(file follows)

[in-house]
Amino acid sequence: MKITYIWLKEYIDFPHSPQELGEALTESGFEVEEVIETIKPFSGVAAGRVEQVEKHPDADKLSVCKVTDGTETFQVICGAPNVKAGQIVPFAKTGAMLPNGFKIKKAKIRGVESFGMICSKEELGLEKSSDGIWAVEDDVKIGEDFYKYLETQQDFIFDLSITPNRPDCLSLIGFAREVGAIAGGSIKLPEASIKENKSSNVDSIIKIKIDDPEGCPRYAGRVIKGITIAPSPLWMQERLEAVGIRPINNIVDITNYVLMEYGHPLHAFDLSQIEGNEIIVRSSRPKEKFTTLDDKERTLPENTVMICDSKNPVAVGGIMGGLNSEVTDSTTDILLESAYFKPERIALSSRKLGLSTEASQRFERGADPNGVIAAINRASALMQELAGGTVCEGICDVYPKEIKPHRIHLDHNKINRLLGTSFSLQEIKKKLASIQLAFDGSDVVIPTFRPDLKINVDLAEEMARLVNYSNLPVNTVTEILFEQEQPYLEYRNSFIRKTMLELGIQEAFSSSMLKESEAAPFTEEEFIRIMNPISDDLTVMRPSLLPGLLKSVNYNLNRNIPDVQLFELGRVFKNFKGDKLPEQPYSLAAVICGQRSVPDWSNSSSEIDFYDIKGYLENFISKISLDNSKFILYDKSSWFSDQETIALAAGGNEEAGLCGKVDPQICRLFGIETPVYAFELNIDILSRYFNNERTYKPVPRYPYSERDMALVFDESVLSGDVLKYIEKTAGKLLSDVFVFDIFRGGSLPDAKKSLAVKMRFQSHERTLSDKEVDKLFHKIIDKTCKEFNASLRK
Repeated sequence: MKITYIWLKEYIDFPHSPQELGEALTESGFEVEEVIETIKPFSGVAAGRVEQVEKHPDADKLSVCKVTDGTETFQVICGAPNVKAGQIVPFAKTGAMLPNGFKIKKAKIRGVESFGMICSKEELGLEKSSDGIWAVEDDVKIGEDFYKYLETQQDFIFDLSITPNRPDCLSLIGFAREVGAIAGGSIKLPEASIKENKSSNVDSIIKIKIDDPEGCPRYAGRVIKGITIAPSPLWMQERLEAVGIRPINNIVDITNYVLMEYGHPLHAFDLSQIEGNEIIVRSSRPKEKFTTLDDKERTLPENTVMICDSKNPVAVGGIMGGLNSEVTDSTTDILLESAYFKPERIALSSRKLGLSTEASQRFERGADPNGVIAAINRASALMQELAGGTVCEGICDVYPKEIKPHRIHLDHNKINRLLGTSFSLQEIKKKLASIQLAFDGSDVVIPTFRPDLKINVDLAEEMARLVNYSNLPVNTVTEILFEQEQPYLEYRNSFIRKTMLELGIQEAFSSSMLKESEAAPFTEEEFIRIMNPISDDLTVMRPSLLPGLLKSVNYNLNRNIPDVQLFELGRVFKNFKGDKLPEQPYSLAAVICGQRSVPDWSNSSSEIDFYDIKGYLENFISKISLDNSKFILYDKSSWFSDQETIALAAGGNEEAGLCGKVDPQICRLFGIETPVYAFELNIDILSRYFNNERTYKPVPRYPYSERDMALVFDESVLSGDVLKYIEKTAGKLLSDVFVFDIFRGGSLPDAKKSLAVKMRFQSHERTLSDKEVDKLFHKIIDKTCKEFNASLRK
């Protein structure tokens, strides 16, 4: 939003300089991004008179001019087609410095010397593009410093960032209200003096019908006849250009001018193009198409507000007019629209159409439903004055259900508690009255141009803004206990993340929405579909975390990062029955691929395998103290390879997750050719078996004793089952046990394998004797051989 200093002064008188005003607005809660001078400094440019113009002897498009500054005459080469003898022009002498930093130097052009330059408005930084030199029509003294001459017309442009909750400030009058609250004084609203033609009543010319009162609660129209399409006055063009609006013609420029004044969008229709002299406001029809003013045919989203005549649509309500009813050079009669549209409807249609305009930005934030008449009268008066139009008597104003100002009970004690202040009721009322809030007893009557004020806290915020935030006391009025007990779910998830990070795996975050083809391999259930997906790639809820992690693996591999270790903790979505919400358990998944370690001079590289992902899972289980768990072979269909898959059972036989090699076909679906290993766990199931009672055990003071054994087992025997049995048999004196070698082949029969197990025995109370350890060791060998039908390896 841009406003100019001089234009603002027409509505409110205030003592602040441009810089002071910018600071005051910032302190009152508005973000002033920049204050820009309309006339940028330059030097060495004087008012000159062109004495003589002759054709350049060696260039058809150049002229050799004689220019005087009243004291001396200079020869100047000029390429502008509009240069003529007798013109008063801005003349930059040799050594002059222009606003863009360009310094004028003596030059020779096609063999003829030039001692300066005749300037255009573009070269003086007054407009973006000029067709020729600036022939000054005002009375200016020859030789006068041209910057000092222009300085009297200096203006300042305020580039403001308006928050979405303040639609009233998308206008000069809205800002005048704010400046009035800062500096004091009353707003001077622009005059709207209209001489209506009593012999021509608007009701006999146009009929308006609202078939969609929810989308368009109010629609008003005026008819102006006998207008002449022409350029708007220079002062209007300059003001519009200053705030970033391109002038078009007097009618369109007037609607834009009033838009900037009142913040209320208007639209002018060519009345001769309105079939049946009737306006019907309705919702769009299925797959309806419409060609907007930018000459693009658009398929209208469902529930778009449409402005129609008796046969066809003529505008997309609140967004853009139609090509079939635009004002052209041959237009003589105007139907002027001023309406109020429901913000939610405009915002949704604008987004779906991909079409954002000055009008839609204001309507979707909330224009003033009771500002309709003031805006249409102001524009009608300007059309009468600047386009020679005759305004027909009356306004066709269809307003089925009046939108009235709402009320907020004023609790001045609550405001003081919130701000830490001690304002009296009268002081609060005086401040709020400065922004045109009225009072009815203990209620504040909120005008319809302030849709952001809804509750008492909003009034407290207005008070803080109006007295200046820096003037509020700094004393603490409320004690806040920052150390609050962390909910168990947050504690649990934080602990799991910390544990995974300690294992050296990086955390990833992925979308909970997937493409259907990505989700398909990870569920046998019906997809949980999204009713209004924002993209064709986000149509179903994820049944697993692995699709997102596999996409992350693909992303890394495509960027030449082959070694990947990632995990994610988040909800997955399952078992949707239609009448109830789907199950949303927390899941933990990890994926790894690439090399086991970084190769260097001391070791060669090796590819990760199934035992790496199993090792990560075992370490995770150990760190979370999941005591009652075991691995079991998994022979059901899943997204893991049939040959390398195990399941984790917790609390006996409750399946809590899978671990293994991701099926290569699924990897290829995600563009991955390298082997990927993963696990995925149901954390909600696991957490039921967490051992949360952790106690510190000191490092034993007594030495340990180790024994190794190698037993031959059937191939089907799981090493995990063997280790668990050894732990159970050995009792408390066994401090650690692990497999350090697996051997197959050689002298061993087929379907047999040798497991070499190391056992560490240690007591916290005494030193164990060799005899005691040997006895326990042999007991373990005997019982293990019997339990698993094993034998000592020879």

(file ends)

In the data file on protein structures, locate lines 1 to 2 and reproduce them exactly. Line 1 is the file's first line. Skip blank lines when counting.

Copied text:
[in-house]
Amino acid sequence: MKITYIWLKEYIDFPHSPQELGEALTESGFEVEEVIETIKPFSGVAAGRVEQVEKHPDADKLSVCKVTDGTETFQVICGAPNVKAGQIVPFAKTGAMLPNGFKIKKAKIRGVESFGMICSKEELGLEKSSDGIWAVEDDVKIGEDFYKYLETQQDFIFDLSITPNRPDCLSLIGFAREVGAIAGGSIKLPEASIKENKSSNVDSIIKIKIDDPEGCPRYAGRVIKGITIAPSPLWMQERLEAVGIRPINNIVDITNYVLMEYGHPLHAFDLSQIEGNEIIVRSSRPKEKFTTLDDKERTLPENTVMICDSKNPVAVGGIMGGLNSEVTDSTTDILLESAYFKPERIALSSRKLGLSTEASQRFERGADPNGVIAAINRASALMQELAGGTVCEGICDVYPKEIKPHRIHLDHNKINRLLGTSFSLQEIKKKLASIQLAFDGSDVVIPTFRPDLKINVDLAEEMARLVNYSNLPVNTVTEILFEQEQPYLEYRNSFIRKTMLELGIQEAFSSSMLKESEAAPFTEEEFIRIMNPISDDLTVMRPSLLPGLLKSVNYNLNRNIPDVQLFELGRVFKNFKGDKLPEQPYSLAAVICGQRSVPDWSNSSSEIDFYDIKGYLENFISKISLDNSKFILYDKSSWFSDQETIALAAGGNEEAGLCGKVDPQICRLFGIETPVYAFELNIDILSRYFNNERTYKPVPRYPYSERDMALVFDESVLSGDVLKYIEKTAGKLLSDVFVFDIFRGGSLPDAKKSLAVKMRFQSHERTLSDKEVDKLFHKIIDKTCKEFNASLRK